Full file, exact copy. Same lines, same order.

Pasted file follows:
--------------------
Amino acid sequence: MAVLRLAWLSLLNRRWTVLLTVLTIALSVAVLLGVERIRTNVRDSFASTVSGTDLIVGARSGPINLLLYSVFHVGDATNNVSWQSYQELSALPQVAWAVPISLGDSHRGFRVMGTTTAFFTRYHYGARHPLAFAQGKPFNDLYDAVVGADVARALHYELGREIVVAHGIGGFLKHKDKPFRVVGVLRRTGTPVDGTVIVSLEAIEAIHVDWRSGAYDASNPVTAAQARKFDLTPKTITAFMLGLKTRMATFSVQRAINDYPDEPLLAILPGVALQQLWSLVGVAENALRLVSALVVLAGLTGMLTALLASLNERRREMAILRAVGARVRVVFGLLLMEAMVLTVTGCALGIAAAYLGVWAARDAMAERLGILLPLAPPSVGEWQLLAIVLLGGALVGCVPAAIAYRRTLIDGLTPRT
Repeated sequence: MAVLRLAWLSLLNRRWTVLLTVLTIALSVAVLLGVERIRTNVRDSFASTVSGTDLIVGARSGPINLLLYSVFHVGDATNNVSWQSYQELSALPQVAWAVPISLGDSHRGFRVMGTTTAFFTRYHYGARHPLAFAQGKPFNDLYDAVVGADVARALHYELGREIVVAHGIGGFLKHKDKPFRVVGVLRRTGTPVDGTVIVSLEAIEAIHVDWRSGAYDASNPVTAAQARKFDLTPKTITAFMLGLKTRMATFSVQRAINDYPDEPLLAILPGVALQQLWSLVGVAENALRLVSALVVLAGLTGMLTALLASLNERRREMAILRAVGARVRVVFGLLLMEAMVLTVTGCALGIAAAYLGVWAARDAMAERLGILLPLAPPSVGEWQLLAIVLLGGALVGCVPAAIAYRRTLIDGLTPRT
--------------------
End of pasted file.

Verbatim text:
Amino acid sequence: MAVLRLAWLSLLNRRWTVLLTVLTIALSVAVLLGVERIRTNVRDSFASTVSGTDLIVGARSGPINLLLYSVFHVGDATNNVSWQSYQELSALPQVAWAVPISLGDSHRGFRVMGTTTAFFTRYHYGARHPLAFAQGKPFNDLYDAVVGADVARALHYELGREIVVAHGIGGFLKHKDKPFRVVGVLRRTGTPVDGTVIVSLEAIEAIHVDWRSGAYDASNPVTAAQARKFDLTPKTITAFMLGLKTRMATFSVQRAINDYPDEPLLAILPGVALQQLWSLVGVAENALRLVSALVVLAGLTGMLTALLASLNERRREMAILRAVGARVRVVFGLLLMEAMVLTVTGCALGIAAAYLGVWAARDAMAERLGILLPLAPPSVGEWQLLAIVLLGGALVGCVPAAIAYRRTLIDGLTPRT
Repeated sequence: MAVLRLAWLSLLNRRWTVLLTVLTIALSVAVLLGVERIRTNVRDSFASTVSGTDLIVGARSGPINLLLYSVFHVGDATNNVSWQSYQELSALPQVAWAVPISLGDSHRGFRVMGTTTAFFTRYHYGARHPLAFAQGKPFNDLYDAVVGADVARALHYELGREIVVAHGIGGFLKHKDKPFRVVGVLRRTGTPVDGTVIVSLEAIEAIHVDWRSGAYDASNPVTAAQARKFDLTPKTITAFMLGLKTRMATFSVQRAINDYPDEPLLAILPGVALQQLWSLVGVAENALRLVSALVVLAGLTGMLTALLASLNERRREMAILRAVGARVRVVFGLLLMEAMVLTVTGCALGIAAAYLGVWAARDAMAERLGILLPLAPPSVGEWQLLAIVLLGGALVGCVPAAIAYRRTLIDGLTPRT